|From 2011-12 (Dec)|
I hate that word, by the way… Really, with a deep passion.
Anyway, one of these days, when I have a chance, I’ve been working a bit on a piece with a similar theme. Not so much because it is the end of the year, but because of all of the changes to my on-line profile over the last couple of months.
I’ve been doing this blog thing off and on for a long time in many different formats, longer than the word blog has been in existence, and I will say this… With all of the different options out there, short form, long form, link oriented, picture oriented… The “blogosphere” is far more confusing, the social media landscape is far more cluttered, now than it ever was before.
But that is not entirely true.
It is also less confusing than ever before, if you are purely a consumer.
If you are one of the 90% that purely consumes content, is it really that confusing? No, you just find what you like and stick with it. More options means more opportunities to find a platform you like, increasing the chances that one becomes a regular consumer of social media.
And for the other 9% that fulfill the function of aggregators of information, sharing links and what not on Facebook, Twitter and what not, then I suspect, it is pretty much the same. You find what you like from sources you like and pretty much stick with it. The only real difference is that you take the next step and share what you find. Then people from the 90% who share your interests start following you.
Again, pretty simple.
But for the 1% focusing on the creation of content, or some mix of aggregation and creation (which is where I see myself), things are very confusing these days.
Unless you are already well established, where you are pretty much just looking at continuing with the core platform that established you in the first place and are looking merely to use the plethora of new social media formats (Facebook, Twitter, tumblr, Pintrest…) to augment and, perhaps, publicize or advertise your already successful site, page, blog, or profile, the emerging new choices offer some challenges, but those challenges are not “life or death.” They are about growth, not survival.
However, if you are new on the scene, or launching in a new direction, then where do you start with all of this? These are the challenges that I am currently facing, and this is why I find these sorts of articles so interesting right now.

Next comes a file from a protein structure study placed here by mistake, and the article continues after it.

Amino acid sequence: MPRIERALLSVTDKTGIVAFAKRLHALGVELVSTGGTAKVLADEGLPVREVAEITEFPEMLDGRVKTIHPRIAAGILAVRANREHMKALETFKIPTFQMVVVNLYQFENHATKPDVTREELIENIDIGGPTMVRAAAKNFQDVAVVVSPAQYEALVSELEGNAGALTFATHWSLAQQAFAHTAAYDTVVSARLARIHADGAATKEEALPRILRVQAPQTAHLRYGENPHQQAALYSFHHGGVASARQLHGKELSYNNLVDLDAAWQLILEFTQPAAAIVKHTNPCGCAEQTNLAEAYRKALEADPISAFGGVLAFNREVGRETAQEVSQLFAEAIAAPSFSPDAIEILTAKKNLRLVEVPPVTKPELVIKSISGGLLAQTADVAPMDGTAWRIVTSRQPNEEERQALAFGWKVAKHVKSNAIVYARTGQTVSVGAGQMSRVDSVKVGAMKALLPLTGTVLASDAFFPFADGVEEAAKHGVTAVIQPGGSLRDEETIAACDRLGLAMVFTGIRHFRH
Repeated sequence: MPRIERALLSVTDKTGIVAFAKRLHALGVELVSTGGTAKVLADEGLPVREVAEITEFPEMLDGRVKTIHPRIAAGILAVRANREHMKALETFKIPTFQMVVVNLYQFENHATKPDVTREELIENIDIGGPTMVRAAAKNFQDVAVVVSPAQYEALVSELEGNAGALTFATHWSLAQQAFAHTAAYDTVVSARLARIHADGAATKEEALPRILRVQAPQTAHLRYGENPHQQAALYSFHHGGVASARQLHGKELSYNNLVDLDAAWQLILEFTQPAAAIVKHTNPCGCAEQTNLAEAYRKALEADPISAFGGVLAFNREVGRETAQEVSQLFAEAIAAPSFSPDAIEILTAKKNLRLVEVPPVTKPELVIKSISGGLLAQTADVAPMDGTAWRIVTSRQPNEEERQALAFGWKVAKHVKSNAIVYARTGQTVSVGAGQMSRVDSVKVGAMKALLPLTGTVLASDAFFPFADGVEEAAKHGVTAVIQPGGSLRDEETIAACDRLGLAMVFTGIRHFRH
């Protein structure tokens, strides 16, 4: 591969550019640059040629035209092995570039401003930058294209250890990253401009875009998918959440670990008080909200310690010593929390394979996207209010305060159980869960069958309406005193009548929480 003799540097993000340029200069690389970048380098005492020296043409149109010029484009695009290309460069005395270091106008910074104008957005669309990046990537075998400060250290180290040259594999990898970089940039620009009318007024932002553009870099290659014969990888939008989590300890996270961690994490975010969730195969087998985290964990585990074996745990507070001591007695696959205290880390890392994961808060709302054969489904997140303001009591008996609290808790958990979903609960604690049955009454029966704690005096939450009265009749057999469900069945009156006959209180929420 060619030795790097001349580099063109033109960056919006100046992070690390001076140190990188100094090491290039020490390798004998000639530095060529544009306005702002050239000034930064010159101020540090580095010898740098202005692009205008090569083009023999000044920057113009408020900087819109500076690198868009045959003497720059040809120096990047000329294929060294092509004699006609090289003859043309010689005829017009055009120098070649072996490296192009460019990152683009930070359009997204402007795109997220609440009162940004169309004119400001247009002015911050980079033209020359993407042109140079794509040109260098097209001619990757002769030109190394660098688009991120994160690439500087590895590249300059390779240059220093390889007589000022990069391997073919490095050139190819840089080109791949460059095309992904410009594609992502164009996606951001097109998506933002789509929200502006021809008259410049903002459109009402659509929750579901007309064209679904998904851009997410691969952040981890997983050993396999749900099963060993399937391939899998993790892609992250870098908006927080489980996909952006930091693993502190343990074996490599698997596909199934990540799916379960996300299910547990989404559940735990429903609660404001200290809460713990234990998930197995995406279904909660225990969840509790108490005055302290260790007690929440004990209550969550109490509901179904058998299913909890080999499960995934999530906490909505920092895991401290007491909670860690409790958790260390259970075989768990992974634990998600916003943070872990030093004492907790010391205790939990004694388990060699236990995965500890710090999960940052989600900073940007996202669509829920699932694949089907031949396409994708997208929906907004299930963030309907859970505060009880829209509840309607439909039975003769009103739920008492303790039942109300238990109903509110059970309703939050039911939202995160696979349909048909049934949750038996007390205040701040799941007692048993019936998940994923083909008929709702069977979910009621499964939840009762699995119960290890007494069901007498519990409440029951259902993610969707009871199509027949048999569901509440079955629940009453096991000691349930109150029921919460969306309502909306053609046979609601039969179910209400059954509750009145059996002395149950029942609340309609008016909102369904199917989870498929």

I will conclude with the thought that finding the right balance and blend, the right peak in the social landscape on which to plant your flag, is life and death for any content creator in the current blogosphere. And with all the choices available these days, getting this right is not always easy.
I’ll save my breakdown of what I am doing and what I have learned for my article, which I am planning on finishing as soon as I actually finish building this site. For now, I’ll just throw up some excerpts from Solis’ article, focusing on the points that I find most relevant to my own experience the last few months.
Another note… Solis tends to draw a line between Social Media and Blogs. I am not sure I agree that they are two separate things, though I reserve the right to change my mind as I spend more time working on my analysis of the current state of Web 2.0.
We are focused, against a different standard than that of five years ago, on what is important to us. If long-form content is shared within our interest graph and possesses relevant information that is true to our interests, it will be consumed. If it content, no matter how great its length, is true to who I am, I will share it. Not just because I want others to share in its relevance, but because doing so is a form of self-expression and the words of others can lend to a piece of the puzzle that completes me online and offline.
Over the years, blogs have formed the foundation of social media, democratizing the ability to publish thoughtful commentary, build a noteworthy community and equalize influence along the way.
Blogs are underrated and largely underestimated. Not only are they platforms for self-expression, shared experiences and observations, they are becoming a live index of history in the making as told by people for the people. Each year, I take to my blog to share the state of the blogosphere based on the annual report published by Technorati. Going back to 2004, Technorati has documented how blogs have changed the landscape for information commerce to not only provide insight into the world of blogs and the bloggers whose voices we are growing to trust across a variety of topics, but also into the numbers behind their ascendance.
…bloggers aren’t focused on any one property. Professionals will blog at as many as four properties. This is up from an average of two blogs noted in the 2010 report.
In aggregate, most bloggers will spend anywhere between one-to-three hours blogging per week followed by three-to-five and five-to-10 weekly hours. 25% of professional bloggers are dedicating upwards of 40 hours or more per week.
In terms of frequency, bloggers across the board will publish two-to-three posts per week. However, a notable percentage of professional, corporate, and entrepreneurial bloggers post once or twice per day.